Salt Lake City officials were accused of offering bribes and gifts to Olympics selection officials. Ultimately, two Salt Lake City delegation officials were criminally charged but later acquitted, members of the IOC were disciplined and ethics rules changed.
After that, Anchorage’s Olympic dream hibernated until 2013, when then-Mayor Dan Sullivan explored putting a bid together for the 2026 Winter Olympics. Sullivan reasoned that Anchorage had come close in the 1980s and the city had only become a “stronger, bigger, more capable city” since then.
“All the elements just seem to fit,” Sullivan told the Associated Press at the time. Sullivan didn’t respond to questions for this story.
A committee met monthly at City Hall to discuss the prospect. But the effort never really got off the ground, said Matt Larkin, president of Dittman Research, a polling and public opinion research firm and one of the 2013 committee members.
“It lost momentum,” he said.
Past opinion research showed that Alaskans, by and large, supported an Olympic bid but had questions about costs, Larkin said.
Could Anchorage host the Olympics sometime in the future? The city is still blessed with snow, trails, rinks, hotel rooms, air travel connectivity — all the basic ingredients.
But the games have changed, Mystrom said. Hosting has become prohibitively expensive, with cities building massive infrastructure that often serves limited use past the Olympics.
The Sochi Winter Olympics in Russia cost a reported $51 billion.
“Putin just poured billions of dollars into putting up the facilities,” he said. “That kind of took most democracies out of it.”
The last Winter Olympics, held in Pyeongchang, South Korea, was a relative bargain at $13 billion. That Olympics included a $109 million stadium used for opening ceremonies that was later demolished.
A scarf from Anchorage's 1994 bid for the Winter Olympic Games is part of the Archives & Special Collections at the UAA/APU Consortium Library on Tuesday, Oct. 19, 2021. (Bill Roth / ADN) (Bill Roth / ADN/)
Most people seem to think it’s unlikely that Anchorage would launch another bid. But it’s not out of the question, Mystrom thinks.
“It would be hard,” he said. “But it was hard then!”
Trying for the Olympics had a way making people celebrate the best things about Anchorage, Mystrom said. In the current moment of ugly partisan divides in local government and the continuing COVID-19 pandemic, we could use a little of that, he said.
Right now, “there’s not that kind of good feeling about the city …. you hope to have,” he said. “And so, it may not be the Olympics, but we need something to really bring people together.”
Sen. Dan Sullivan, R-Alaska, and Sen. Lisa Murkowski, R-Alaska, Aug. 26, 2020 at the Alaska Native Heritage Center in Anchorage. (Loren Holmes / ADN) (Loren Holmes/)
A man accused of threatening to kill Alaska’s two U.S. senators in profanity-filled voicemails left on their office phones over several months had a stockpile of guns at his rural Alaska home, authorities have alleged in court documents.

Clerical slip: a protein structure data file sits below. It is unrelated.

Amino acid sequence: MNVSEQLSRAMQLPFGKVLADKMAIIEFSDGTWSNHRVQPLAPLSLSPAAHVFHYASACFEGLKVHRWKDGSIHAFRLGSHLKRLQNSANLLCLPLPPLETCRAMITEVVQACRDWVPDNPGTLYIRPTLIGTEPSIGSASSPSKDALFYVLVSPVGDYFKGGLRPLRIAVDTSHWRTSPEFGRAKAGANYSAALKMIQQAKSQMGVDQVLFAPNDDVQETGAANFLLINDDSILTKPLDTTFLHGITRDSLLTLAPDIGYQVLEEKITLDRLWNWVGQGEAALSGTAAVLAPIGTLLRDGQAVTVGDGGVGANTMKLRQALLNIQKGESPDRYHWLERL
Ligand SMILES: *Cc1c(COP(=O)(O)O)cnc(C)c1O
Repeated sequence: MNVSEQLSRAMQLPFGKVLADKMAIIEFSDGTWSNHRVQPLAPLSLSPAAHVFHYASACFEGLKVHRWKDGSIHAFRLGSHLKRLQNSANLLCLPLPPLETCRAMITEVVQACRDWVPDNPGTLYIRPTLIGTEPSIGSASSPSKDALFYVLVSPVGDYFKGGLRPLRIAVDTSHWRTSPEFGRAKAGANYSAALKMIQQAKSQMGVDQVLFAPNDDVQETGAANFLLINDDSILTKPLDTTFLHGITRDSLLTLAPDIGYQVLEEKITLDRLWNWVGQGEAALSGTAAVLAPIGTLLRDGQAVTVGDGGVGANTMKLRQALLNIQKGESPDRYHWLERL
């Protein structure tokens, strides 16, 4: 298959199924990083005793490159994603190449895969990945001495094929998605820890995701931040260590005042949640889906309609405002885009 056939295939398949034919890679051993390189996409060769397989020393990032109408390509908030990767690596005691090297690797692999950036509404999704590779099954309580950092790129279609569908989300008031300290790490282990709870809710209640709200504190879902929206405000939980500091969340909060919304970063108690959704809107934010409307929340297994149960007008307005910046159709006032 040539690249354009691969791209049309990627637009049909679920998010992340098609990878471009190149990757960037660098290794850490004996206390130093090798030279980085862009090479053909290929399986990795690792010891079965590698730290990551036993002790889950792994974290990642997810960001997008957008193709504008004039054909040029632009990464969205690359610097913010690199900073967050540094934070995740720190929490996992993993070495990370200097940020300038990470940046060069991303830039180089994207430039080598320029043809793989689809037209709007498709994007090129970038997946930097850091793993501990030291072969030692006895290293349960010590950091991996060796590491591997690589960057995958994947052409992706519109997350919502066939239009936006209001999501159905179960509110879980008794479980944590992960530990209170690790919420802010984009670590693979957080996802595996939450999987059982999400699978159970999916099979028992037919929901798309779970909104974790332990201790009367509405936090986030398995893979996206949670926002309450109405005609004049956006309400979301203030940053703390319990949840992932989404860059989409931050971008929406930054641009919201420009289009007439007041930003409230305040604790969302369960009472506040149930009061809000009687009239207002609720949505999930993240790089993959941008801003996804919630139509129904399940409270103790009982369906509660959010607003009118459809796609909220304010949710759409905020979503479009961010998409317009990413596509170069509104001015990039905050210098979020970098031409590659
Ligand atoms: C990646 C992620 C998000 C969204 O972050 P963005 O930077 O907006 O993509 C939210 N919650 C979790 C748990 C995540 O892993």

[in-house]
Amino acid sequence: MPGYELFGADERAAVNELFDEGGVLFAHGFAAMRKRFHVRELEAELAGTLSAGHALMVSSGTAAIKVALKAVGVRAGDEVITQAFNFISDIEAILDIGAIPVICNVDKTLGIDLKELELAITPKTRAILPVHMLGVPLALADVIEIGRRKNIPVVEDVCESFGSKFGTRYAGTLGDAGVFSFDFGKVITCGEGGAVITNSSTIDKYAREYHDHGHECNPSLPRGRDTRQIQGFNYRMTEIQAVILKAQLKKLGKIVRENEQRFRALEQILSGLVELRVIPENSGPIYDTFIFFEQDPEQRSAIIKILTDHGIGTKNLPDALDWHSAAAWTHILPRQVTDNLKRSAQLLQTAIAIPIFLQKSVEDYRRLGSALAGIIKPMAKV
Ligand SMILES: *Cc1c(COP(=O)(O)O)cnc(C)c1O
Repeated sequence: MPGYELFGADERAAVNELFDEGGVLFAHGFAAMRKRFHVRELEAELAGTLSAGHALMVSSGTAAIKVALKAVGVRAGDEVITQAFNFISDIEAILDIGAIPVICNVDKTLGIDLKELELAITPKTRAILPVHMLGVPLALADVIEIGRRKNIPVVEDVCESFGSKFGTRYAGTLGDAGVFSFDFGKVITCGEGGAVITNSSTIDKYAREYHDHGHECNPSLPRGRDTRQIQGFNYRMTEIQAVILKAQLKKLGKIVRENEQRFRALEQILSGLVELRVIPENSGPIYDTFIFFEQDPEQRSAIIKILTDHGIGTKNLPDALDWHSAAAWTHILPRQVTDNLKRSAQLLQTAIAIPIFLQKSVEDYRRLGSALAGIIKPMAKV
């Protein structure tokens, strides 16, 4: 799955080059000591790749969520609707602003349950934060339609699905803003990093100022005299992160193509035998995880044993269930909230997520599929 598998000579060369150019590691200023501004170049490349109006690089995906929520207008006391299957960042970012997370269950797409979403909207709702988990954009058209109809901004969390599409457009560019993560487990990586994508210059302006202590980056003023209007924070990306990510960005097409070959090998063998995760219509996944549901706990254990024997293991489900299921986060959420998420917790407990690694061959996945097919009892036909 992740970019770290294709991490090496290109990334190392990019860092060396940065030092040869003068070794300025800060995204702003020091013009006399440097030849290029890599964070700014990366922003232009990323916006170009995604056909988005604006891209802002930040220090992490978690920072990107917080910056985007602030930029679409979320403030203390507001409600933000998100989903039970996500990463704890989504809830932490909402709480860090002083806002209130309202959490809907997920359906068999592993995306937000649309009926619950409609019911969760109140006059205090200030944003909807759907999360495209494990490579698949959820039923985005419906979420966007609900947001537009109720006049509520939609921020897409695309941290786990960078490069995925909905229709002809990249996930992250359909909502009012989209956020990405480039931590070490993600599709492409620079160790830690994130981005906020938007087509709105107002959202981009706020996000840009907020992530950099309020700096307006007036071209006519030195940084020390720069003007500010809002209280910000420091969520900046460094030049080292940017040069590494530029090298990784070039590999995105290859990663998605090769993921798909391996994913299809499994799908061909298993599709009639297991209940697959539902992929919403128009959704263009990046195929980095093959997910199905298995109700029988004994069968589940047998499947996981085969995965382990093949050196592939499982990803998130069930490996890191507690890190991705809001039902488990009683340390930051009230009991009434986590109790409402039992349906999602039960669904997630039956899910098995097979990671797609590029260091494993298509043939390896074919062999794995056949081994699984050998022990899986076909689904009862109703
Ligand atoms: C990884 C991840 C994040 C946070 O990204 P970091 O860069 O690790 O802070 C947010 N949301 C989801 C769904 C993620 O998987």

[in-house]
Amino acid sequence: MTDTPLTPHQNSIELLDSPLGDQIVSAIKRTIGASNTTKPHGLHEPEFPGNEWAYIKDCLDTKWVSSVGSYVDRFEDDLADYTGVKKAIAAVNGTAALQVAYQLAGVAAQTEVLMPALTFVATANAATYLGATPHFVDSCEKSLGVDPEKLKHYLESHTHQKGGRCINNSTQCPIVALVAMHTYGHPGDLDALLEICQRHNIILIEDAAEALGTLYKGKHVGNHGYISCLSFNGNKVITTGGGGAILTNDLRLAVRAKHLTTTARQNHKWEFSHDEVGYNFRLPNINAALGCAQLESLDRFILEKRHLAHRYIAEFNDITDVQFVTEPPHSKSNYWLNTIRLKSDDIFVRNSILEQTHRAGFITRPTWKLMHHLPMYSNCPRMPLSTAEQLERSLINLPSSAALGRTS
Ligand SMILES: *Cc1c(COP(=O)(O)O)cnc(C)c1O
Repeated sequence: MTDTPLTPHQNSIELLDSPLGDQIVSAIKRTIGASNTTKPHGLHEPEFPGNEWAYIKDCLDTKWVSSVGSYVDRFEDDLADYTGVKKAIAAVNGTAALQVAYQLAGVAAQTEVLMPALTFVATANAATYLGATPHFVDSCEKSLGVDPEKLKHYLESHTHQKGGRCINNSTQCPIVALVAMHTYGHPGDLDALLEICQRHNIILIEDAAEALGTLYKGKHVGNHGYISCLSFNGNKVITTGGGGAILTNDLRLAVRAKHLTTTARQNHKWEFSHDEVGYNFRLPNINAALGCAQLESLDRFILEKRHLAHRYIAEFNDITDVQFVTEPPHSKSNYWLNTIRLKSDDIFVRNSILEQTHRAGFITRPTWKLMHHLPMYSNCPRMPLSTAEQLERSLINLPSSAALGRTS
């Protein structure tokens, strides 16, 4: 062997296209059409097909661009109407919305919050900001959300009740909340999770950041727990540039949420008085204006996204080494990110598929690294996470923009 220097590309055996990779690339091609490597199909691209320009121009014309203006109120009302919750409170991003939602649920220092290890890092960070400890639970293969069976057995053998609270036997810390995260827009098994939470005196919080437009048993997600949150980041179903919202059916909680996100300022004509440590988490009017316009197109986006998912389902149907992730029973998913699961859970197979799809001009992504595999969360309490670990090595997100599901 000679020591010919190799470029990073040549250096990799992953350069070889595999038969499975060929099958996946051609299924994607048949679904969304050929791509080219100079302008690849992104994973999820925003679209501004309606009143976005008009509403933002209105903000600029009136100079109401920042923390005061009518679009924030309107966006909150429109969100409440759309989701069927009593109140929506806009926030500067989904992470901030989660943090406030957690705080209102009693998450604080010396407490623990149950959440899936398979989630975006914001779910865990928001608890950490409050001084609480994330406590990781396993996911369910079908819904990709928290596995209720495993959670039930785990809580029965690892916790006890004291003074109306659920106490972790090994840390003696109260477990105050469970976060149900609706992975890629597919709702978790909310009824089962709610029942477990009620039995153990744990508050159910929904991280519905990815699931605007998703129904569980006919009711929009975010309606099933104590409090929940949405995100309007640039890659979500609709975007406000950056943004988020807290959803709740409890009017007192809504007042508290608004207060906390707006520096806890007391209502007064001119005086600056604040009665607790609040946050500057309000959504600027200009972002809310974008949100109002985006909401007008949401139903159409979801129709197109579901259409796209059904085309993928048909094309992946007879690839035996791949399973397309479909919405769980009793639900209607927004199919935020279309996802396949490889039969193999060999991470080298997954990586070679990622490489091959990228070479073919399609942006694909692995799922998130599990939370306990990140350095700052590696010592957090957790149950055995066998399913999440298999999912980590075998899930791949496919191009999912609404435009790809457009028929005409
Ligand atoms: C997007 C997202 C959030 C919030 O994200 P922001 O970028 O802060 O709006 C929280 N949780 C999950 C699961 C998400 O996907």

Jay Allen Johnson, 65, faces charges of threatening to murder a U.S. official, threatening interstate communications, being a felon in possession of weapons and threatening to destroy property by fire.
The government wants to seize seven weapons — three pistols, two revolvers, a rifle and a shotgun — found after they searched Johnson’s home in the small community of Delta Junction. Court documents said he is a felon because of several driving under the influence charges.
The gun forfeiture request was among issues expected to be discussed in court Tuesday at Johnson’s preliminary hearing on the alleged threats against U.S. Sens. Lisa Murkowski and Dan Sullivan at their Washington, D.C. offices.
The government played some of the voicemails at Johnson’s initial appearance in U.S. District Court in on Oct. 8, including one directed at Murkowski. The caller said he was upset over immigration policies and threatened to hire an assassin to kill her.
“Your life is worth $5,000, that’s all it’s worth,” the message said. “And as you let in these terrorists, assassins, guess what? I’m going to use them. I’m going to hire them.”
The caller was also upset that Murkowski voted to convict former President Donald Trump during his impeachment trial earlier this year and warned Sullivan that he was tired of politicians ruining the country. He vowed to bring out his .50-caliber firearm and start a crowdsourcing page to pay for the bullets.
“The next insurrection, it will be an insurrection. Period,” the man said in another voicemail.
Johnson’s wife, Catherine Pousson-Johnson, said her husband was in pain after recent surgeries on his spine, knee and shoulder.
“My husband is an old man, and he gets very angry listening to politics on the news,” she said.
Against his public defender’s wishes, Johnson also spoke at the earlier hearing: “I’m a senior citizen and I am highly disabled and I will not be carrying out any of these threats.”